The middle ages were a time period consisting of a prominent code known as chivalry consisting of honor, nobility and demeanor. The most honorable of all were perceived to be the holy knights of the roundtable whose virtue was believed to surmount that of any other peasant. Knights were romanticized figures incapable of doing wrong. However the satire, Sir Gawain and the Green Knight completely shatters that preconceived notion. This story implements elements of fantasy and romance in order to deride the popular ideal of chivalry. One of the most prominent literary elements implemented in this novel is the use of juxtaposition and contrasts. Through the use of contrast and juxtaposition, the satire Sir Gawain and the Green Knight suggests that the knights of the roundtable lack characteristics of chivalry in order to emphasize the theme concerning the illusion of appearances.
One of the very first contrasts in the poem is the scene comparing the young and old women illustrating the prominence of juxtaposition in the poem.
One woman was young, one withered by years.
The body of the beauty seemed to bloom with blood,
the cheeks of the crone were wattled and slack. (950-952)
This scene juxtaposes two coherently different ideas. The older woman primarily provides the essence of death due to fleeting age. This provides a tone of despair and imminent death. In contrast the younger woman symbolizes vitality and also vanity. Gawain in the midst of approaching his impending death arrives at this castle, which rejuvenates him and in a sense corrupts him by challenging his chivalrous ideals through the use of seduction. However neither the old nor young lady are as frail or innoc...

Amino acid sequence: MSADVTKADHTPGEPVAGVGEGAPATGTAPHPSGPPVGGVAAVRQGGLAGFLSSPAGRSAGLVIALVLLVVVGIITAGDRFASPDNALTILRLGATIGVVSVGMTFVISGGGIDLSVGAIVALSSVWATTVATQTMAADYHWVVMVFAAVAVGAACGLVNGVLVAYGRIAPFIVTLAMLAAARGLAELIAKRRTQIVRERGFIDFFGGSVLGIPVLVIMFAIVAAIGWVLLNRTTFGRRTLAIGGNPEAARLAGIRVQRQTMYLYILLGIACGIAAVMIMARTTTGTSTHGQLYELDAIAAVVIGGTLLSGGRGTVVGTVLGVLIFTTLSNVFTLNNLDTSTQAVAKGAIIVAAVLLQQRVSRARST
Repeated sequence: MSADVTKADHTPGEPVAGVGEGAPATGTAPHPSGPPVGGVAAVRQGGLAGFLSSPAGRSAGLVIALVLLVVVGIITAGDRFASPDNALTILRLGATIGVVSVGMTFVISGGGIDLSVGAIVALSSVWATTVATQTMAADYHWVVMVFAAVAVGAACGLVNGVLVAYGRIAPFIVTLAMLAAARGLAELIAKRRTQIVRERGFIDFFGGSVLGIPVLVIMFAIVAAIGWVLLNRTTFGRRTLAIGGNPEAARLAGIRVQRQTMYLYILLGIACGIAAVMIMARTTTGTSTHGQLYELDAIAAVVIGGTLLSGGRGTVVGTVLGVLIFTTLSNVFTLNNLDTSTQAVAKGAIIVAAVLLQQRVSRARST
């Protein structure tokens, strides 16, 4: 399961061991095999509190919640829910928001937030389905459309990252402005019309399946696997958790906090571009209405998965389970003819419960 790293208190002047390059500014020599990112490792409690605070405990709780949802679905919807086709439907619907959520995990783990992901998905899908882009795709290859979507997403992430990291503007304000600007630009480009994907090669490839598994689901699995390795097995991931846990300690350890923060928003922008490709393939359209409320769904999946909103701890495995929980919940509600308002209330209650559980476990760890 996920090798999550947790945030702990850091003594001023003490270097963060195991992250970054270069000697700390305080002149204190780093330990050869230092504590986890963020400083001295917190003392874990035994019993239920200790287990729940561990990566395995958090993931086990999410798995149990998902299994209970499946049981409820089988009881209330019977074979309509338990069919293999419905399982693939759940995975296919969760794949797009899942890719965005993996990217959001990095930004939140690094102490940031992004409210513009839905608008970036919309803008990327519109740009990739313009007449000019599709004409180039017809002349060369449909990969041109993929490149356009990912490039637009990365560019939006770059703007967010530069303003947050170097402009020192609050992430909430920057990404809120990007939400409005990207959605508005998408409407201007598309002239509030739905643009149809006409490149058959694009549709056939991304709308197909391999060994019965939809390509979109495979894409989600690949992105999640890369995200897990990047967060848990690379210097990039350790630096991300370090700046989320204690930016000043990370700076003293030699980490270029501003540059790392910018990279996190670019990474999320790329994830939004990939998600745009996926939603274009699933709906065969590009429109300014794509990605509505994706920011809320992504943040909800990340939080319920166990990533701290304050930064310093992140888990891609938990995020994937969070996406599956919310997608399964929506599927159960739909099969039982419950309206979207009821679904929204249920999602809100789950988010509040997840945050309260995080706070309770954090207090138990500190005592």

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...ent mistress but in reality was attempting to derail him from fulfilling his wagers. The Green knight was initially perceived to be an all powerful immortal stranger, however his generosity was revealed in sparing Gawain’s life and his lack of power was revealed when he informed Gawain that he was a mere servant. The biggest illusion is illustrated by the knights of the roundtable who provide the illusion of an organization founded upon principles of chivalry. However it is revealed that they themselves are artificial and lack nobility when they wear the sinful green belt as a symbol of honor and lack the courage to accept the innocuous challenge presented by the Green Knight. Sir Gawain and the Green Knight shatter preconceived notions and provides the reader with a sense of contrast from appearance and reality through the use of magical elements and juxtaposition.
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